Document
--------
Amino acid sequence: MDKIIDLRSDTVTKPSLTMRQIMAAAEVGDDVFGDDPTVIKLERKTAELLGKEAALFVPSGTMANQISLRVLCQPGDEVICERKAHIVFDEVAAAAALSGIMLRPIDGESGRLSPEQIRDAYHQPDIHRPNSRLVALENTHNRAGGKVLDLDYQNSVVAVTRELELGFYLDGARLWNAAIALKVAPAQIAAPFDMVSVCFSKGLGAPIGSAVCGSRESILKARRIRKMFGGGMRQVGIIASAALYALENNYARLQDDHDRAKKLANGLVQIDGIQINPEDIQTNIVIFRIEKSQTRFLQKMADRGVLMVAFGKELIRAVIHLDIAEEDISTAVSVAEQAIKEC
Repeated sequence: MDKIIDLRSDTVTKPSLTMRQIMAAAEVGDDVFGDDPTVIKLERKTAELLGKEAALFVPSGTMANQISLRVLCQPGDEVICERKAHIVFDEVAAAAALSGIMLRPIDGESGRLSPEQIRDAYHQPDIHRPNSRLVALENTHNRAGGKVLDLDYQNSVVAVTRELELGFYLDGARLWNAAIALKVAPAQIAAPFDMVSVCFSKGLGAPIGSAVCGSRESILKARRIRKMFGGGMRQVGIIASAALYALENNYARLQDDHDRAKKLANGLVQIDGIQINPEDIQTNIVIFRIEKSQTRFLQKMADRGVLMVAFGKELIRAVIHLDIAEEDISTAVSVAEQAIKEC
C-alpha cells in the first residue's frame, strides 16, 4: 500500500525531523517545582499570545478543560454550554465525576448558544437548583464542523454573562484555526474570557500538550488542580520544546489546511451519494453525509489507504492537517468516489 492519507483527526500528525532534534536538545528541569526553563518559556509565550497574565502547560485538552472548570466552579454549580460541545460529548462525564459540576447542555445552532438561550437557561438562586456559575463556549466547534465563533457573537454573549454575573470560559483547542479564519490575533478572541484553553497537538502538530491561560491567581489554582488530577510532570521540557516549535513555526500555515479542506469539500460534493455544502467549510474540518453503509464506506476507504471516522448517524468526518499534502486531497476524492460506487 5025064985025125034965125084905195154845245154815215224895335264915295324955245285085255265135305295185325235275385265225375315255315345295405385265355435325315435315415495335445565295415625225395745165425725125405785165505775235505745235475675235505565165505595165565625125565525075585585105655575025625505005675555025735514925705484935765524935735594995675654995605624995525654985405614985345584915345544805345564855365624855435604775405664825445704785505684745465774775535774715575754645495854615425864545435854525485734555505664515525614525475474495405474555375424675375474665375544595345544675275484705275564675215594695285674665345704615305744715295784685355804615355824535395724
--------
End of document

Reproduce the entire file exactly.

Amino acid sequence: MDKIIDLRSDTVTKPSLTMRQIMAAAEVGDDVFGDDPTVIKLERKTAELLGKEAALFVPSGTMANQISLRVLCQPGDEVICERKAHIVFDEVAAAAALSGIMLRPIDGESGRLSPEQIRDAYHQPDIHRPNSRLVALENTHNRAGGKVLDLDYQNSVVAVTRELELGFYLDGARLWNAAIALKVAPAQIAAPFDMVSVCFSKGLGAPIGSAVCGSRESILKARRIRKMFGGGMRQVGIIASAALYALENNYARLQDDHDRAKKLANGLVQIDGIQINPEDIQTNIVIFRIEKSQTRFLQKMADRGVLMVAFGKELIRAVIHLDIAEEDISTAVSVAEQAIKEC
Repeated sequence: MDKIIDLRSDTVTKPSLTMRQIMAAAEVGDDVFGDDPTVIKLERKTAELLGKEAALFVPSGTMANQISLRVLCQPGDEVICERKAHIVFDEVAAAAALSGIMLRPIDGESGRLSPEQIRDAYHQPDIHRPNSRLVALENTHNRAGGKVLDLDYQNSVVAVTRELELGFYLDGARLWNAAIALKVAPAQIAAPFDMVSVCFSKGLGAPIGSAVCGSRESILKARRIRKMFGGGMRQVGIIASAALYALENNYARLQDDHDRAKKLANGLVQIDGIQINPEDIQTNIVIFRIEKSQTRFLQKMADRGVLMVAFGKELIRAVIHLDIAEEDISTAVSVAEQAIKEC
C-alpha cells in the first residue's frame, strides 16, 4: 500500500525531523517545582499570545478543560454550554465525576448558544437548583464542523454573562484555526474570557500538550488542580520544546489546511451519494453525509489507504492537517468516489 492519507483527526500528525532534534536538545528541569526553563518559556509565550497574565502547560485538552472548570466552579454549580460541545460529548462525564459540576447542555445552532438561550437557561438562586456559575463556549466547534465563533457573537454573549454575573470560559483547542479564519490575533478572541484553553497537538502538530491561560491567581489554582488530577510532570521540557516549535513555526500555515479542506469539500460534493455544502467549510474540518453503509464506506476507504471516522448517524468526518499534502486531497476524492460506487 5025064985025125034965125084905195154845245154815215224895335264915295324955245285085255265135305295185325235275385265225375315255315345295405385265355435325315435315415495335445565295415625225395745165425725125405785165505775235505745235475675235505565165505595165565625125565525075585585105655575025625505005675555025735514925705484935765524935735594995675654995605624995525654985405614985345584915345544805345564855365624855435604775405664825445704785505684745465774775535774715575754645495854615425864545435854525485734555505664515525614525475474495405474555375424675375474665375544595345544675275484705275564675215594695285674665345704615305744715295784685355804615355824535395724